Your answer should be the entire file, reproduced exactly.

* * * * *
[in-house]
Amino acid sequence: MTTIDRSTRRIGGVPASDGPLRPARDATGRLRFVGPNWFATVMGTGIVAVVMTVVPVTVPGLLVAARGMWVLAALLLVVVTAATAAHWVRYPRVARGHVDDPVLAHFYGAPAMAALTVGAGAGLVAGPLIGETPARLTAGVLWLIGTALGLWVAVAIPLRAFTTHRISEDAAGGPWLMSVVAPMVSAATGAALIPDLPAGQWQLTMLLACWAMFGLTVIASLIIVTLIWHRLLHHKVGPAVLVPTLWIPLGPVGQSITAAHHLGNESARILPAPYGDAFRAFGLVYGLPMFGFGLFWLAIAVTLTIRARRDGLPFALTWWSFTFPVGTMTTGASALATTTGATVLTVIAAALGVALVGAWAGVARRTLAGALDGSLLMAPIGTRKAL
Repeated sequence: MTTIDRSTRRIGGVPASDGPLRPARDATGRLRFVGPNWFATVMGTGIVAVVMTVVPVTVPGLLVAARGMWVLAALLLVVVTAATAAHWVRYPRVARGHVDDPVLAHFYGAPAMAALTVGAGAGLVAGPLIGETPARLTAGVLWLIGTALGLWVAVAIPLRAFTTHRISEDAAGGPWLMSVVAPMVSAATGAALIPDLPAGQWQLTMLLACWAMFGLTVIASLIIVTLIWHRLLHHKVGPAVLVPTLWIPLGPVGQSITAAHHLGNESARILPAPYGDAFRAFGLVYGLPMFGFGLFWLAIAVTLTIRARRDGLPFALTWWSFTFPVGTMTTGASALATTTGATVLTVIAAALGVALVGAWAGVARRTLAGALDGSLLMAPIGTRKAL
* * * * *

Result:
[in-house]
Amino acid sequence: MTTIDRSTRRIGGVPASDGPLRPARDATGRLRFVGPNWFATVMGTGIVAVVMTVVPVTVPGLLVAARGMWVLAALLLVVVTAATAAHWVRYPRVARGHVDDPVLAHFYGAPAMAALTVGAGAGLVAGPLIGETPARLTAGVLWLIGTALGLWVAVAIPLRAFTTHRISEDAAGGPWLMSVVAPMVSAATGAALIPDLPAGQWQLTMLLACWAMFGLTVIASLIIVTLIWHRLLHHKVGPAVLVPTLWIPLGPVGQSITAAHHLGNESARILPAPYGDAFRAFGLVYGLPMFGFGLFWLAIAVTLTIRARRDGLPFALTWWSFTFPVGTMTTGASALATTTGATVLTVIAAALGVALVGAWAGVARRTLAGALDGSLLMAPIGTRKAL
Repeated sequence: MTTIDRSTRRIGGVPASDGPLRPARDATGRLRFVGPNWFATVMGTGIVAVVMTVVPVTVPGLLVAARGMWVLAALLLVVVTAATAAHWVRYPRVARGHVDDPVLAHFYGAPAMAALTVGAGAGLVAGPLIGETPARLTAGVLWLIGTALGLWVAVAIPLRAFTTHRISEDAAGGPWLMSVVAPMVSAATGAALIPDLPAGQWQLTMLLACWAMFGLTVIASLIIVTLIWHRLLHHKVGPAVLVPTLWIPLGPVGQSITAAHHLGNESARILPAPYGDAFRAFGLVYGLPMFGFGLFWLAIAVTLTIRARRDGLPFALTWWSFTFPVGTMTTGASALATTTGATVLTVIAAALGVALVGAWAGVARRTLAGALDGSLLMAPIGTRKAL